• “The installation of DSI/ACI on St Clair units 1-4, 6 and 7, compared to retiring the units and replacing with market purchases and new generation plant construction, results in a reduction of $105 million in the NPVRR over the period of 2014-2035 for our customers.”
  • “The installation of DSI/ACI on Trenton 9, compared to retiring the unit and replacing with market purchases and new generation plant construction, results in a reduction of $83 million in the NPVRR over the period of 2014-2035 for our customers.”
  • “The installation of modular DSI/ACI on River Rouge 2 and 3, compared to retiring the units and replacing with market purchases, results in a reduction of $16 million in the NPVRR over the period of 2014-2035 for our customers.”

The Modular DSI system for River Rouge differs from the full DSI/ACI system in that the sorbent storage is in trailers rather than silos. In addition, the injection equipment is leased rather than owned. This lowers the cost and revenue requirement for the DSI/ACI installation. River Rouge will be burning 100% Low Sulfur Western (LSW) coal, and as a result, the Trona requirements will be less than if it were to have the ability to blend higher sulfur coals. Therefore, a smaller DSI/ACI storage system at River Rouge is adequate. This contrasts with St. Clair and Trenton 9, in which the ability to blend to higher capacities has more value than the savings that would be achieved by using modular DSI. The system size requirement at Belle River is simply too large for a modular system.

“Belle River was not analyzed like the other coal units,” Dimitry noted. “Belle River, at 1,034 MW DTE Electric-owned net demonstrated operating capacity, is the newest coal plant owned by the Company. With the exception of Monroe, Belle River has the lowest fossil-fueled dispatch cost and the best long-term economics. It is a coal plant that the Company does not consider as a candidate for early retirement.

“Instead, we analyzed two different scenarios on Belle River: 1) installing FGD on Belle River in 2016 (FGD scenario) and 2) installing DSI/ACI on Belle River in 2016, followed by FGD installation in 2020 (DSI/ACI scenario). The study indicated that the DSI/ACI scenario reduced the net present value of the revenue requirement for Belle River by approximately $40 million when compared to the FGD “only” scenario. More importantly, the economic risk of making the large capital expenditure of FGD on a plant in an environment of uncertain CO2 regulations is eliminated. The pressure to replace such a large generating plant of high capacity factor in a short timeframe is also eliminated.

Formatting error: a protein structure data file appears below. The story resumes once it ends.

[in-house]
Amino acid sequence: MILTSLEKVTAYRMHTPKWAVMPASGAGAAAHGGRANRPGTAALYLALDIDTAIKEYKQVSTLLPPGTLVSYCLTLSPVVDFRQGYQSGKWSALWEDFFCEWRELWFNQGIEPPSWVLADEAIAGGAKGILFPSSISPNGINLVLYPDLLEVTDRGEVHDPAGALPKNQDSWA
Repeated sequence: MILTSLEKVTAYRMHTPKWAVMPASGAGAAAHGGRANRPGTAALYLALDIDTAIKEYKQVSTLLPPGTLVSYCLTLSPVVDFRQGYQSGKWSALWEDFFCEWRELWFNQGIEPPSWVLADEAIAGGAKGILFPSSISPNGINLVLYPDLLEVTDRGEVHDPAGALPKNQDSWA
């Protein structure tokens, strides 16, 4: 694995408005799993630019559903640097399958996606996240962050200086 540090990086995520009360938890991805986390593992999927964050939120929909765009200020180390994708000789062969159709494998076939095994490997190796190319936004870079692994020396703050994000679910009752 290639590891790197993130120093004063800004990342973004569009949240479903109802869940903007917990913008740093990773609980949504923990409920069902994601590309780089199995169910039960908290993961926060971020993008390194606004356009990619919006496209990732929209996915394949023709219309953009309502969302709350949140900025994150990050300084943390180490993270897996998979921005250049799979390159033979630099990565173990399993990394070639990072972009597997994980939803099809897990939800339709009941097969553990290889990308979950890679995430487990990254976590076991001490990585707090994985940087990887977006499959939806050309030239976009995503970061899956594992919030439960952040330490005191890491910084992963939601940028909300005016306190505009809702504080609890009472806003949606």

“The Company has addressed the uncertainty of potential future CO2 regulation in its analysis. By implementing a plan that minimizes capital expenditures while fully meeting EPA MATS regulation, the DSI/ACI installation generates the “lowest cost” for our customers, even if the plants were subsequently shut down for any reason (e.g., future CO2 regulations, other legislation/regulation, economics, etc.) in the early 2020’s.”

About Barry Cassell 20414 Articles
Barry Cassell is Chief Analyst for GenerationHub covering coal and emission controls issues, projects and policy. He has covered the coal and power generation industry for more than 24 years, beginning in November 2011 at GenerationHub and prior to that as editor of SNL Energy’s Coal Report. He was formerly with Coal Outlook for 15 years as the publication’s editor and contributing writer, and prior to that he was editor of Coal & Synfuels Technology and associate editor of The Energy Report. He has a bachelor’s degree from Central Michigan University.